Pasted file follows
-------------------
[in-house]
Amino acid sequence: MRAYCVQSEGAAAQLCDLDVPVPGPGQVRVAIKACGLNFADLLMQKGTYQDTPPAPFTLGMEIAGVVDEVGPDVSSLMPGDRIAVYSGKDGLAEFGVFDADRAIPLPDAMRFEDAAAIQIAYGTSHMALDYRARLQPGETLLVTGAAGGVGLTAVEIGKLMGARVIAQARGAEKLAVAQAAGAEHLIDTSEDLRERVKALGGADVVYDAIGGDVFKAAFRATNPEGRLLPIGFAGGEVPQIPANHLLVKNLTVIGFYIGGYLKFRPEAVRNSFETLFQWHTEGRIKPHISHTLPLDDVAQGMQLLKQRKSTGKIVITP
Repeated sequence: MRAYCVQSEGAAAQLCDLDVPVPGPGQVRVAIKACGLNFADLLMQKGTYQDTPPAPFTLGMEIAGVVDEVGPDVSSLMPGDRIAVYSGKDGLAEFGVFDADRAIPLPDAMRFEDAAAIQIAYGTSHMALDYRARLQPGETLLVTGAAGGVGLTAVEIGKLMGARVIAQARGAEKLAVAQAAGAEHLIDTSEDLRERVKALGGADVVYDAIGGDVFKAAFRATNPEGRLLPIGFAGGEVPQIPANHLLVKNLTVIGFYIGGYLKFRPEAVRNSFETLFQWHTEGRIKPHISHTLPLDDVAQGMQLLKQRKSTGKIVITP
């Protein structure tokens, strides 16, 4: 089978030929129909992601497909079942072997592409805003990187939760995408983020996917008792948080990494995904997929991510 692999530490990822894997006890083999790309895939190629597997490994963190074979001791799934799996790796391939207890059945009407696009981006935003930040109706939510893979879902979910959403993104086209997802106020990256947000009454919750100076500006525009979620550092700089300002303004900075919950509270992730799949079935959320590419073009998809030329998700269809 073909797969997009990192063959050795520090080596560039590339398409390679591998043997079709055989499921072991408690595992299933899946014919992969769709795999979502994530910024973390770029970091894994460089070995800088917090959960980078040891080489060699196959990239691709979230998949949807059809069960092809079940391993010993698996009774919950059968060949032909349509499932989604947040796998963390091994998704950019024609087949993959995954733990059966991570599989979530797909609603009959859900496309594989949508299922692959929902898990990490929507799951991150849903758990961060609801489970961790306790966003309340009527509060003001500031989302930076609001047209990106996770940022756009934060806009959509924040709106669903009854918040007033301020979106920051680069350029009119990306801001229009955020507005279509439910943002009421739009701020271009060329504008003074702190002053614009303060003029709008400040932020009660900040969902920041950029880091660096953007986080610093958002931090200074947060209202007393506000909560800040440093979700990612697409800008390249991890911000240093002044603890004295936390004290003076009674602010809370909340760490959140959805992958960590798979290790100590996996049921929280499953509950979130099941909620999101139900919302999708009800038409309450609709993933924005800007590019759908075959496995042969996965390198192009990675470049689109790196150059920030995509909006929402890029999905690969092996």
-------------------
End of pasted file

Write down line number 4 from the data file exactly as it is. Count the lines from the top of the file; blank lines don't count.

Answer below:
């Protein structure tokens, strides 16, 4: 089978030929129909992601497909079942072997592409805003990187939760995408983020996917008792948080990494995904997929991510 692999530490990822894997006890083999790309895939190629597997490994963190074979001791799934799996790796391939207890059945009407696009981006935003930040109706939510893979879902979910959403993104086209997802106020990256947000009454919750100076500006525009979620550092700089300002303004900075919950509270992730799949079935959320590419073009998809030329998700269809 073909797969997009990192063959050795520090080596560039590339398409390679591998043997079709055989499921072991408690595992299933899946014919992969769709795999979502994530910024973390770029970091894994460089070995800088917090959960980078040891080489060699196959990239691709979230998949949807059809069960092809079940391993010993698996009774919950059968060949032909349509499932989604947040796998963390091994998704950019024609087949993959995954733990059966991570599989979530797909609603009959859900496309594989949508299922692959929902898990990490929507799951991150849903758990961060609801489970961790306790966003309340009527509060003001500031989302930076609001047209990106996770940022756009934060806009959509924040709106669903009854918040007033301020979106920051680069350029009119990306801001229009955020507005279509439910943002009421739009701020271009060329504008003074702190002053614009303060003029709008400040932020009660900040969902920041950029880091660096953007986080610093958002931090200074947060209202007393506000909560800040440093979700990612697409800008390249991890911000240093002044603890004295936390004290003076009674602010809370909340760490959140959805992958960590798979290790100590996996049921929280499953509950979130099941909620999101139900919302999708009800038409309450609709993933924005800007590019759908075959496995042969996965390198192009990675470049689109790196150059920030995509909006929402890029999905690969092996």